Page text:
Bruce Gilligan is an author and illustrator. He has had first hand experience of radiotherapy and it’s influenced his life in more ways than one. Read on to find out more…
When I heard recently that some people don’t know that (1) radiotherapy can be curative, and (2) only 5% of the NHS cancer budget goes towards funding radiotherapy treatment, it made me wonder whether the importance of the role of radiotherapy in cancer treatment is fully understood. So, when I was invited to write a blog for Radiotherapy UK I thought what better subject matter than sharing my personal experience of radiotherapy, how it has shaped my life, and why I feel radiotherapy is so worthy of investment.
My first experience of radiotherapy was when I was diagnosed with Non-Hodgkin’s Lymphoma in 1986 aged 24. I was an engineer, and was married with two children: a three-and-a-half-year-old daughter and an eight-week-old son. Part of my treatment involved inverted ‘Y’ external beam radiotherapy at Cookridge Hospital, near Leeds. That was over 33 years ago!
I know sceptics may argue that there are always exceptions to the rule. That may be the case, but I would like to share some of the things radiotherapy treatment allowed me to go on to do with my life.
Within a year of completing my radiotherapy treatment, I left my engineering career and began training as a student nurse. After qualifying and spending the minimum requirement of twelve months working as a staff nurse in an acute hospital ward, in 1991 I started training to be an oncology nurse at the Royal Marsden Hospitals in Sutton and in London. Once qualified, I took up a permanent position at the Royal Marsden Hospital in Chelsea, London.
After much soul searching, I seized an opportunity I couldn’t refuse to learn more about cancer. In 1994 I began working for the pharmaceutical industry as a nurse adviser and spent the next 14 years specialising in oncology, during which time I played key roles in the product development and launch of many high-profile cancer drugs. For a further ten years I continued to specialise in cancer-drug development working as a freelance consultant for numerous pharmaceutical companies.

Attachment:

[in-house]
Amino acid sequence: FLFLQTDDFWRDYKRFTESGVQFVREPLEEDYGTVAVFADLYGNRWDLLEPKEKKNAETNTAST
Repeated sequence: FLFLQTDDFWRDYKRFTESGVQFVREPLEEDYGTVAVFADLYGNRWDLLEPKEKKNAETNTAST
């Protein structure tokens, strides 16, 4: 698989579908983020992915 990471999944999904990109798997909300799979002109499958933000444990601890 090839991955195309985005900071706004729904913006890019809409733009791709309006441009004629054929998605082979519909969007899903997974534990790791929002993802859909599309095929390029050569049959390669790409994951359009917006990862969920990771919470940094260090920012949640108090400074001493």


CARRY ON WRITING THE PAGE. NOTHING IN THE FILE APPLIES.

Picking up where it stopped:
However, in 2016 my health suddenly and unexpectedly began to deteriorate when the long-term side effects of the radiotherapy I had received in 1986 began making their presence known. As my major arteries succumbed to radiation-induced vascular disease, multiple morbidities resulted in the need for the endovascular insertion of 14 arterial stents: surgical intervention was considered too high risk because of the radiation damage. As I continue to struggle with the progressive nature of my disease and experience the difficulties that many people face trying to navigate their way through the numerous and complex NHS medical departments to manage the long-term side effects of cancer treatment, I have often asked myself whether radiotherapy was really worth it.
Although I am no longer able to work due to my illness, I continue to utilise the knowledge about cancer I acquired over the many years that the treatment with radiotherapy has afforded me, and have recently written and illustrated two self-published support booklets: ‘Communicating with People Newly Diagnosed with Cancer’ (available on iTunes or Amazon) and ‘Understanding Neutropaenia’ (available on iTunes or Amazon). I have also had two illustrated children’s adventure books published: ‘Drifting’ and ‘Seeing’.
So, from my perspective, if radiotherapy had not been an option for me, I may not have had the opportunity to dedicate the biggest part of my life to learning as much as I have about cancer, nor would I have been afforded the tremendous honour of caring for people with cancer. Neither would I have had the opportunity to play the part I did in so many significant milestones in the evolution of cancer treatment. But finally, and most importantly, I probably wouldn’t have been able to witness my children – who were so young when I was diagnosed – growing up and having children of their own. So, as far as I am concerned, having radiotherapy was definitely worth it.
As I contemplate my future and wonder whether I will still be around to see my grandchildren starting school, I am comforted to know that radiotherapy treatment has come such a long way since 1986 and, importantly, because of investment and research into radiotherapy techniques, side effects like mine are fast becoming a thing of the past. But I worry the gift of life that this vitally important cancer treatment gave to me may not be available to others unless we continue to raise the profile of the true value of radiotherapy, significantly invest in our radiotherapy services and develop a much more cohesive NHS approach to managing any long-term side effects associated with this mainstay of cancer treatment for so many people.